• Go talk to a counselor.  I really, really, didn't want to do this.  I'll tell you why.  I was terrified I would have to rehash the traumatic experience of "finding" her that night.  I was afraid (unnecessarily, I might add) he would want me to walk him through everything.  In actuality, he didn't need me to do that at all.  In my mind, I was terrified that I would remember something that my brain had forgotten - and I didn't want any extra memories of that night.  I talked to him with what felt comfortable to say.  For two hours, Judd and I sat and talked to this man we'd never met.  We asked him questions.  We listened to him talk a lot, too.  He explained some stages of grief a little more in depth, but the most helpful things that he explained to me were about how the brain processes grief.  He told me when I felt like I needed to cry, that I needed to go find somewhere to do that and let it out.  Otherwise, that adrenaline continues to build up until I eventually explode and have a huge meltdown that could've otherwise been avoided.  I took this advice to heart and I can say it worked for me.  If I allowed myself to have little cries every day, it definitely lessened the amount of times I would lie in the floor and sob uncontrollably.  (Please note I didn't say that it did away with the uncontrollable sobs all together, but it definitely helped.)  We only went to our counselor once, but if you feel like you need to keep talking things out, keep going.

  • I put everything I had into my prayer life.  If you are not a religious person, I hope you won't skip past this part.  In my opinion, this is the most important one.  I wouldn't be where I am today if were not for the prayers offered up on my behalf or the prayers I prayed every second that I had.  I prayed constantly.  I begged others to pray for me.  I asked them to pray for me in front of me...I wanted (needed) to hear what they were praying for.  I needed to know that people were praying with me.  Our family was so broken.  We needed comfort, strength, and peace.  The peace.  The peace that came with those prayers was everything we needed.  I cannot imagine how we would have gotten through those days without the peace that came from our loved ones interceding for us.  

  • If you have other kids, ask someone to take them every now and then.  I'm still not great at this part, but most of the time, when I have some time to myself, I use it to grieve.  A lot of days, I feel so busy with school and extracurricular activities, homework, dinner, bedtime routine, etc. that I find myself too tired to stop and grieve.  But when I'm alone, I almost always take the time.  Remember needing to let out the adrenaline?  That's where this comes into play.  I don't like to really let my feelings out when my kids are around.  They know I cry, and they know I'm sad.  But I never want to scare them or worry them. My oldest worries a lot, and I hate when she worries.  I do let them see me cry, and I tell them it's because I miss Kate.  But I always try to follow it up with something like, "But she's so happy where she is, in Heaven.  I just miss her down here.  But we will all be together again one day and that will be so wonderful!" I want them to know that Heaven is real, and she's there.  I want them to know that's our aim.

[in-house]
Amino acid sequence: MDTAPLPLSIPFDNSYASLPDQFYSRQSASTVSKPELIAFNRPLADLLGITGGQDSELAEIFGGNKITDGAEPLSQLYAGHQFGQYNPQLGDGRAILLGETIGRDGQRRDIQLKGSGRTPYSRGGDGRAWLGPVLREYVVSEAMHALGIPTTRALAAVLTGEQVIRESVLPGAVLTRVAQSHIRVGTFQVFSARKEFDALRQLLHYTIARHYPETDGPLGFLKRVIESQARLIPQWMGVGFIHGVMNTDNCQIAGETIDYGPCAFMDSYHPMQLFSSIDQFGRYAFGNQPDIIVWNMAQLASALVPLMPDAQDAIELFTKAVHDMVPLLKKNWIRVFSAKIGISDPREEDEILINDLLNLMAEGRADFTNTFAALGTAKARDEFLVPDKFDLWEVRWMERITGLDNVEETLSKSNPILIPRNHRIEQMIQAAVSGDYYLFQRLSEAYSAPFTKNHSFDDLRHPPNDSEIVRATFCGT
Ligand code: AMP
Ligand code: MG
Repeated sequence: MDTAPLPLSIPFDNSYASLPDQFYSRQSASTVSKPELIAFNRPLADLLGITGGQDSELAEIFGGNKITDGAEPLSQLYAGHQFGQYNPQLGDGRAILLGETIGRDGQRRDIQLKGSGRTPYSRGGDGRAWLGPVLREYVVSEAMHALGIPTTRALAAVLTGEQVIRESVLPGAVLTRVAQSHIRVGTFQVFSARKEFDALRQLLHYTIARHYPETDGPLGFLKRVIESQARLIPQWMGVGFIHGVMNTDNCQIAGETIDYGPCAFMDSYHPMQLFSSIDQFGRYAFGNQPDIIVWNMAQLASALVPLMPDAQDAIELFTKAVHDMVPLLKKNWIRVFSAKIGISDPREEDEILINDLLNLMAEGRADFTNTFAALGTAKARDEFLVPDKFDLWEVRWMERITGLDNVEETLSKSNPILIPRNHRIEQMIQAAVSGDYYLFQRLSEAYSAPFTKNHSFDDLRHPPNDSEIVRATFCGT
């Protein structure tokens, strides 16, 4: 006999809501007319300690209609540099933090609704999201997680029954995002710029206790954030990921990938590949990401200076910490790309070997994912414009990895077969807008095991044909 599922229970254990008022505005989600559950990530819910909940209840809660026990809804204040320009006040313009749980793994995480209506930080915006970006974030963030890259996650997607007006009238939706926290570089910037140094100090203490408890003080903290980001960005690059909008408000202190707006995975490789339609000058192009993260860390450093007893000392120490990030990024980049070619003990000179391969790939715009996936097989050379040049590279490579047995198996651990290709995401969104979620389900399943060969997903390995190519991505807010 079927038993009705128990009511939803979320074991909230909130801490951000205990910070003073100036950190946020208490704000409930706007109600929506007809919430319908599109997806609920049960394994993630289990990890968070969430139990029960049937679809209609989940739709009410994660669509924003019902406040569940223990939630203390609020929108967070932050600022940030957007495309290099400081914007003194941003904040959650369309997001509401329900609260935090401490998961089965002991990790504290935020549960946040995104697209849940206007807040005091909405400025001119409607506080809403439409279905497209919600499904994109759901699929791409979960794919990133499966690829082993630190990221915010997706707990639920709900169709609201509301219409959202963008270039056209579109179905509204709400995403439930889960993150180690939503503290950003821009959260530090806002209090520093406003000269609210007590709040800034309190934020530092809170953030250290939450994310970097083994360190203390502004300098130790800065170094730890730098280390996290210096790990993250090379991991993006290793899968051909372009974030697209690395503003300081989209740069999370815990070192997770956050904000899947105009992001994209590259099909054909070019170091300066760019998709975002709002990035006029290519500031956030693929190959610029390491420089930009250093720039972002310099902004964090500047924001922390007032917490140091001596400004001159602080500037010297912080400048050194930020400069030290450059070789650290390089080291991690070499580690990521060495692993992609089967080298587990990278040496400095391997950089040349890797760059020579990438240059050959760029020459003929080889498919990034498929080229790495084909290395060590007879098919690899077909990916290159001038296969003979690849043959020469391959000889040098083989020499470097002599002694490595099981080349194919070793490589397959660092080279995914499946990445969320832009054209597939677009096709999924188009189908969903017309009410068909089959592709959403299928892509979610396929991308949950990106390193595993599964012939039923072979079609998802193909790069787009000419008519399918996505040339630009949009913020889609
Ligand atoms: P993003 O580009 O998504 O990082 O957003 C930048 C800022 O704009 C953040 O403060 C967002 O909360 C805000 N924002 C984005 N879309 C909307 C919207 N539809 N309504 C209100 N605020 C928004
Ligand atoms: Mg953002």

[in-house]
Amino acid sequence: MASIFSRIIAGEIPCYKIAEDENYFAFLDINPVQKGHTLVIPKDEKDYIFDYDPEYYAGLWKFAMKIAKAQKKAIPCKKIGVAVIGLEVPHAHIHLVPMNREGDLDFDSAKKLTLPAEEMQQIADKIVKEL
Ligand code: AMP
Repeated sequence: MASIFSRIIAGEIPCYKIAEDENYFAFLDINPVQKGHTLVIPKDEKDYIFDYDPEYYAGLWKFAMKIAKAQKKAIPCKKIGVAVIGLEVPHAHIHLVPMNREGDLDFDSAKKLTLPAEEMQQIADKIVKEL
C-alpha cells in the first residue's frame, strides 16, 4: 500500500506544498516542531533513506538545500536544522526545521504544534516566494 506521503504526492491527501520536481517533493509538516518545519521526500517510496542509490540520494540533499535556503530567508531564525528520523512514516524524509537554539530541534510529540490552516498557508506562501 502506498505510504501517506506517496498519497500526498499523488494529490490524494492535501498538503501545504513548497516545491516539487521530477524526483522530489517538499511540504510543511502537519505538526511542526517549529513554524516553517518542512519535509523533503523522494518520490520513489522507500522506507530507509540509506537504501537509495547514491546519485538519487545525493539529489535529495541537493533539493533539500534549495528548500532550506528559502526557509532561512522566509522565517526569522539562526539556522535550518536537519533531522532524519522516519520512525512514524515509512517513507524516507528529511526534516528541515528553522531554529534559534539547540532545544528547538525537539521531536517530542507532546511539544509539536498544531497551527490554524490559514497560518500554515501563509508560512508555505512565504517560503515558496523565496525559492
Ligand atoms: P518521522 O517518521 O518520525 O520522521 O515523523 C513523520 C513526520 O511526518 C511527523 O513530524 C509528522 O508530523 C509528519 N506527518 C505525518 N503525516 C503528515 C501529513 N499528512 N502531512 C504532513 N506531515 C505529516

• Talk to your spouse, if you have one.  That's the ONLY person who understands exactly how you're feeling.  He lost a child, too.  His daughter died, too.  Men want to be strong for their wives and sometimes they'll hold everything in.  But talk to each other and make sure he knows that you won't think he's weak when he cries.  I needed to see Judd cry.  I needed him to cry with me...not us cry in separate rooms.  He helped bring me out of this.  I can't imagine going through this without him.  I'm so thankful we have each other to share this burden with.  

  I will never forget the night Judd and I were walking opposite directions down the long hallway at his parent's house.  It was days after she died.  He hugged me and I admitted the truth to him...I wouldn't be able to go through life without having another baby.  I needed that baby to care for.  I needed my "baby days" to end on a happy note, not a sad one.  We were fortunate, and the Lord blessed us with another baby.  On March 21, 2016, we welcomed our fifth baby, Whalen Grey into our family.  He has been such a blessing and a joy that we desperately needed.  So here on April 19, 2016, one exact year since we said goodbye to my precious baby girl, I sit here nursing the baby I never knew I would need.  The baby who is bringing joy back into our family.  The Lord is so faithful to his children.  

Kate is up there waiting for me.   I can't wait to get to her.  Whether I die tomorrow or 50 years from now, do not doubt my joy.  When I get to scoop her into my arms again, you all might be able to feel the joy down here on earth.  I have never been more thankful for my relationship with Christ.  He alone has carried me through these dark days.  When everything else around me failed and faltered, He was always there...nudging me on.  The hope that we have in His promise is a powerful one.  If you've never sat and pondered the hope that He offers you, please do.  It is a hope of seeing Kate.  A hope of a life with zero pain, zero death, zero grief.  It's all the good things and lovely things that you love about this life with none of the bad, ugly things.  It's so worth it.  He offers you comfort, peace, strength on your darkest days.  Unfortunately, we all will experience struggles at one point or another.  If you're sitting here reading this thinking about how nothing bad has ever happened to you (thank God, first) be sure to prepare yourself.  Eventually, it will come.  Trials come to all of us - but there's good news!

Romans 8:18 says, "For I consider the sufferings of the present time are not worth comparing to the glory that is to be revealed to us."  

Make sure you're there to witness that glory.  Glory so amazing that things of this magnitude don't even matter anymore.